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January 6, 2010

Nick Saban


THE MODERATOR: We'd like to welcome head coach Nick Saban. We'll have Coach do a brief welcome and we'll turn it over for questions.
COACH SABAN: Thank you. Again, I'd like to thank all the people in the Tournament of Roses for what has been a wonderful week for everyone in our organization. The weather has been great. The hospitality has been fantastic. The facilities that we've had to work with, whether it's the hotel, the practice area or whatever, has been very well taken care of, and everybody has an attitude to try to please you. And I think this is probably what makes the Rose Bowl very, very special.
I know somebody is going to ask me what do you do different to get ready for this game. So before you ask me, I'm going to ask you, what do you do different to cover the game? (Laughter.)
THE MODERATOR: We'll open it up for questions.
COACH SABAN: I'm not finished. Before I got that, I just wanted to put it in perspective for you so you could kind of understand that at this point you want to focus on execution. You want to make things simple for the players. It's a little bit like being in the batter's box before you've got to go up to the plate; two out in the bottom of the ninth and you've got to get a hit to win the game. What do you do? You go through the routine you always go through, which is what we're trying to accomplish with our players in terms of how we practiced yesterday, how we'll walk through today, the things that we'll do leading up to the game, make them as same and simple as we can, because the focus right now is on getting the best execution in the game. And I think those are the things that the players need to be able to focus on.
So from an injury standpoint, I know there were some concerns yesterday because I had a couple players who were sick. Those players are better today. Everybody will go through walk-through. If they continue to improve, they should be able to participate in the game.

Q. You talk a lot about pride, discipline, commitment, toughness and effort. How do you settle on those concepts, and when and why did you settle on those as the backbone of your program?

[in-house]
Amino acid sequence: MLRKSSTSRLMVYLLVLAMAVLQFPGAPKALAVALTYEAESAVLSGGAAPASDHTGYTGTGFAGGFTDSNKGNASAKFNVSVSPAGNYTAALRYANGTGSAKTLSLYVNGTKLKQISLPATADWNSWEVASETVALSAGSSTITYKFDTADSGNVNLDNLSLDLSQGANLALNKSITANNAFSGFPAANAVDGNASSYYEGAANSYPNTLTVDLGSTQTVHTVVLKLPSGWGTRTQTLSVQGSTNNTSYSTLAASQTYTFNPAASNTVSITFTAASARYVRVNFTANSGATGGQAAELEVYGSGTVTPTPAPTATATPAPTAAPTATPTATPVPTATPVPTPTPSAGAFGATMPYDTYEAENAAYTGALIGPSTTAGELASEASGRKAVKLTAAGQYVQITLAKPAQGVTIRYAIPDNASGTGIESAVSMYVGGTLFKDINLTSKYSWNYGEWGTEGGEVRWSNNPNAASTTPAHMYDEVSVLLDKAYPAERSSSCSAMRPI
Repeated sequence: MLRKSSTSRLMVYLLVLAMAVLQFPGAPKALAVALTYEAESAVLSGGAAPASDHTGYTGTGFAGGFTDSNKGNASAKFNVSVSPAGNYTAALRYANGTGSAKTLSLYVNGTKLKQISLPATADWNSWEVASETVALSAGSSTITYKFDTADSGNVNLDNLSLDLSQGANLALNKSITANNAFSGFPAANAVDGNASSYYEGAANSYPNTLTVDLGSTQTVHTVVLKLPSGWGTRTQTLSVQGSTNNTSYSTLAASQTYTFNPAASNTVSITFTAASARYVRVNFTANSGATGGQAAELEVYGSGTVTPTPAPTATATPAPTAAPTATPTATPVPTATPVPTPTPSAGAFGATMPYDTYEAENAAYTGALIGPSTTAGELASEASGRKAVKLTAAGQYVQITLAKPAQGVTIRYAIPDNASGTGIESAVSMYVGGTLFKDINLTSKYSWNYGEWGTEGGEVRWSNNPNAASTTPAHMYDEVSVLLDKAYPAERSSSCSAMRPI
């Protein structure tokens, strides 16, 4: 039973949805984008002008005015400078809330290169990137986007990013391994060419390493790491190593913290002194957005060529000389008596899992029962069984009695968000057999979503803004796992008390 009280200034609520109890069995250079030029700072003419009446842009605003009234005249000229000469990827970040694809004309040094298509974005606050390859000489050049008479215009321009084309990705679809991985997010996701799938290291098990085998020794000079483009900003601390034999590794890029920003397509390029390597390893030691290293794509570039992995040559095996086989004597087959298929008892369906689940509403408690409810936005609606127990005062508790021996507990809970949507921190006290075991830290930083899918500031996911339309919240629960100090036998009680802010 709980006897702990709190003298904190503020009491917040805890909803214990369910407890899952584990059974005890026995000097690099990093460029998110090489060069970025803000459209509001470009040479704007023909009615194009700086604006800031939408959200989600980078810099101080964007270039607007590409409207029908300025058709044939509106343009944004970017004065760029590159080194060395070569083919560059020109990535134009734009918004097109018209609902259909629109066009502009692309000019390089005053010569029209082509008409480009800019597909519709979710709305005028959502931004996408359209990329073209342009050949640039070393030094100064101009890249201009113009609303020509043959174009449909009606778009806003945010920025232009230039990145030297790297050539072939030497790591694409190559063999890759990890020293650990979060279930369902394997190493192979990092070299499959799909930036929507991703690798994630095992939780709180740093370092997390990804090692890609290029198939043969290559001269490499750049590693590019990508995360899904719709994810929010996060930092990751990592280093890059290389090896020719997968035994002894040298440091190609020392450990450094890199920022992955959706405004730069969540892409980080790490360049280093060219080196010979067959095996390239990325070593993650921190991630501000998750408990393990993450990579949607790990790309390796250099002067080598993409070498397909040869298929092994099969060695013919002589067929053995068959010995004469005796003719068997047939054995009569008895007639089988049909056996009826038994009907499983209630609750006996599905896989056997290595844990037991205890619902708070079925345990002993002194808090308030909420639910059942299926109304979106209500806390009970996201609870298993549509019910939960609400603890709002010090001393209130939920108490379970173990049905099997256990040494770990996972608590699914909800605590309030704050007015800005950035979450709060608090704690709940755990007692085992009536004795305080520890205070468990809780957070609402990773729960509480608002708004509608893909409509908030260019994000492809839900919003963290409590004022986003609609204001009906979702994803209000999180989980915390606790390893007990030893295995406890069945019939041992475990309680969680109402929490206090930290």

COACH SABAN: Well, I think that intangibles are probably really important to being a good competitor, and I think that most people who have passion for something as important to them is what gets them to commit to something, and your mind kind of does whatever you tell it to do. So once you have the passion and the commitment, at least you're going to be moving in the right direction when it comes to work ethic, discipline, trying to make good choices and decisions about what you do and what you don't do.
The effort, the toughness and the discipline to execute are probably the key ingredients in any sport -- and when I say toughness, I'm talking about mental probably as much as physical, so that you can sustain and overcome adversity and persevere tough circumstances.
I think those are sort of part of your character and who you are, and I think the same ingredients would be necessary to be successful in anything.

Q. In answer to your question, I just take them one day at a time. (Laughter.) What would you say is the --
COACH SABAN: That's what we're doing.

Q. Yeah. What have been your observations about coaching in Alabama where the sport means so much and the school has such a great tradition?
COACH SABAN: Well, I think first of all, we have a tremendous amount of respect for the tradition and the passion that our fans have, and I think we have a tremendous amount of respect for that. But beyond that, we sort of go about the process of things that we feel that we need to do to help our program be successful, which is to still focus on player development, personally, academically and athletically, and everybody in our organization is there to help our players be more successful in one of those areas so that they actually have an opportunity to be more successful in life.
So the rest of it really doesn't affect that, and that's what we try to do from a program standpoint. That's what affects recruiting, player development, bringing people together as a team. So the rest of it really doesn't internally affect how you try to build your team.

Q. How do you feel about the idea of a coach in waiting? Is it something you'd ever consider for your program?
COACH SABAN: You know, I don't really have an opinion about that. I think that's something that administrators need to decide, if that's the best thing that they want to have to try to create continuity in a program, and I think that's probably the purpose. And I think that if you have the right chemistry in terms of who the people are that are associated with a situation like that, it could work very well.
But I think if the chemistry was not correct, it may not work very well. So I think it would all be time and circumstance relative to the chemistry involved.

Q. I know you're a detail guy, you have a contingency for everything. Should something happen to Greg during the game, what's your plan? Who do you turn to?